‘A Walking Shadow’, p. 23

June 1972 was to be a momentous  month for me.

At the Workshop gallery, we mounted an exhibition for the British Cartoonist’s Association. The ‘Private View’ was well-attended. Harold Evans, Elkan Allan, Jill Tweedie and Alan Brien pitched up and bought work by Low, and others. The  Evening Standard  reported it  as :

‘A confusion of Cartoonists/ A  funfare show of work by most of Fleet Street’s best-known exponents, including some by Low. Fascinating to see how the most talented shine out, regardless of the different persuasions of their papers. All are for sale, from £5-£25’.

Jonathan was back from America, where he had been lecturing, and came into the gallery on June 7th.

He was in a cheerful mood, and about to move into a flat owned by Robert Lowell, in Earls Court. 80, Redcliffe Court.

I was still very involved in his life, and still  ‘in love’ with him . Playing Cupid , Mel gave me the afternoon off, so Jonathan and I   went across the road  for lunch at ‘The Lamb’, drank champagne;  got a little drunk; walked round Coram Fields; and returned to his flat,where we made love. It was a warm and beautifully fresh summer’s day. When I spoke to Jonathan about how unsure I was about ‘the career path’ I was on, he responded by saying : ‘Make me your career’.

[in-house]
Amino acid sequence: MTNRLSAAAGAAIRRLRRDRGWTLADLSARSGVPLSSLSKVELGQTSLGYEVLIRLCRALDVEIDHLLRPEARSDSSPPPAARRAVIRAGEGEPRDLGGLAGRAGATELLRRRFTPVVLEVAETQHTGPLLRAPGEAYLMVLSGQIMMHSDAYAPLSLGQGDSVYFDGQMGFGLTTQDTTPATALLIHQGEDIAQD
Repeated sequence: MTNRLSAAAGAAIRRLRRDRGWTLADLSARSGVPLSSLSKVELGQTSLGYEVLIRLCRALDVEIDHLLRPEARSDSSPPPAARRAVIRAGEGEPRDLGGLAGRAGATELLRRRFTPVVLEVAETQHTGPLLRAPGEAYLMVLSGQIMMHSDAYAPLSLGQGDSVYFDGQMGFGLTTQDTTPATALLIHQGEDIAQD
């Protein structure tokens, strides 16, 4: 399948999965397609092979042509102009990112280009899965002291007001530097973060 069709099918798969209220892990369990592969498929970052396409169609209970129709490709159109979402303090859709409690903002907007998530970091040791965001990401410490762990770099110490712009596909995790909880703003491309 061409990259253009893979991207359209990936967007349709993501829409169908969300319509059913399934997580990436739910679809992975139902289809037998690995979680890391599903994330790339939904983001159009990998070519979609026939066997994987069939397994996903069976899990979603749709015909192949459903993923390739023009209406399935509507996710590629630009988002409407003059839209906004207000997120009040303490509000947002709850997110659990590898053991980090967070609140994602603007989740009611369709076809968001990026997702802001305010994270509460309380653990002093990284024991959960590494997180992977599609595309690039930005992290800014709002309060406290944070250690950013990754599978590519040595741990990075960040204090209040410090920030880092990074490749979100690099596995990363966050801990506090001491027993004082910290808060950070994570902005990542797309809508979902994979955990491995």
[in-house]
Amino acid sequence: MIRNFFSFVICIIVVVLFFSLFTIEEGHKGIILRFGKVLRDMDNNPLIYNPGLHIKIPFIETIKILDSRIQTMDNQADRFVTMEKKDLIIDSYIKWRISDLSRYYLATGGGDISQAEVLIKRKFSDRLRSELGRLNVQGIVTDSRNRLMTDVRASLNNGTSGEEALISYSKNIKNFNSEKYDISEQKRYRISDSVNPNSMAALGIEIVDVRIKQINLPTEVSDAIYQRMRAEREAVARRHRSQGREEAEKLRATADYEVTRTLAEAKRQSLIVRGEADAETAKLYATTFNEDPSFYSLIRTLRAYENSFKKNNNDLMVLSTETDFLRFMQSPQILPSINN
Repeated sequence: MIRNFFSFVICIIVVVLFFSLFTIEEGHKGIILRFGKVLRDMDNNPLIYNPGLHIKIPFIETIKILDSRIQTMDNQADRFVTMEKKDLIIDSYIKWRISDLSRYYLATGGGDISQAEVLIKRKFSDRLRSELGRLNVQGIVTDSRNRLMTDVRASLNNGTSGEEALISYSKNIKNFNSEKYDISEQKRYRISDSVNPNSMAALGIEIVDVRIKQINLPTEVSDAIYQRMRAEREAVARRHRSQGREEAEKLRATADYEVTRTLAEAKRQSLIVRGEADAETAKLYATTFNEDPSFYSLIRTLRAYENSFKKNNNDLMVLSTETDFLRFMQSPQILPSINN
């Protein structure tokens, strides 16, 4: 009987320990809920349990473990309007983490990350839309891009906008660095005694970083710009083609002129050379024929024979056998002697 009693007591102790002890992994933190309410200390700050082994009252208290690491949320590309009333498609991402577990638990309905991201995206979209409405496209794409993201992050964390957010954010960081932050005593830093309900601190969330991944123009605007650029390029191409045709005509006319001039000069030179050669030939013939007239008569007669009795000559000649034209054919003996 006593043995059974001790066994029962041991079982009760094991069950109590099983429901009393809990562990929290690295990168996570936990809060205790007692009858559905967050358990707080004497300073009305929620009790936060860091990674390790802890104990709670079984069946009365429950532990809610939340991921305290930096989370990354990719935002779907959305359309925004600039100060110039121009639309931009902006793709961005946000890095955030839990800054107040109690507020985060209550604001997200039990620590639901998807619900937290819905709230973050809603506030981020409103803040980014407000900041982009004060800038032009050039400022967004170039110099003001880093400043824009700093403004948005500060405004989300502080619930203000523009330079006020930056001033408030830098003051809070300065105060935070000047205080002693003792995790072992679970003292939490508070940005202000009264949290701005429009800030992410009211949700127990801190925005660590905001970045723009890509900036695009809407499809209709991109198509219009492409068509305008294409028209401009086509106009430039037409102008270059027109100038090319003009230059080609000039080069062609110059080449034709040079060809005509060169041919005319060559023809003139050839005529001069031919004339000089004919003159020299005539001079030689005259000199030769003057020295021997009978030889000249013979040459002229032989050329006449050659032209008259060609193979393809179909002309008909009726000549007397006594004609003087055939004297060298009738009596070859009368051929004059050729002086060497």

When he  told me that I was still ‘the love of his life’, and  the only person who truly  mattered to him, and how much he had missed me, I had never felt happier.  And it was  was on that day in June  that our  son, Alexander James, was conceived.

When he was born, nine joyous  months later, I asked Mel to be his godfather.

Later that evening, Jonathan told me about the work he was doing He had just finished writing a novel that was going to be published by Constable. He had also been recording a radio play for the BBC called ‘A Game of Tombola’

He also told me that Lowell was about to be awarded an honorary degree by the University of East Anglia ; and that Angus Wilson had telephoned him for anecdotes  about Lowell. One that came to mind was the fact that inspite of being an excellent fisherman, Lowell would often fall into rivers, while fishing!

Meanwhile, at the age of 30, he had just become a member of the Savile Club.




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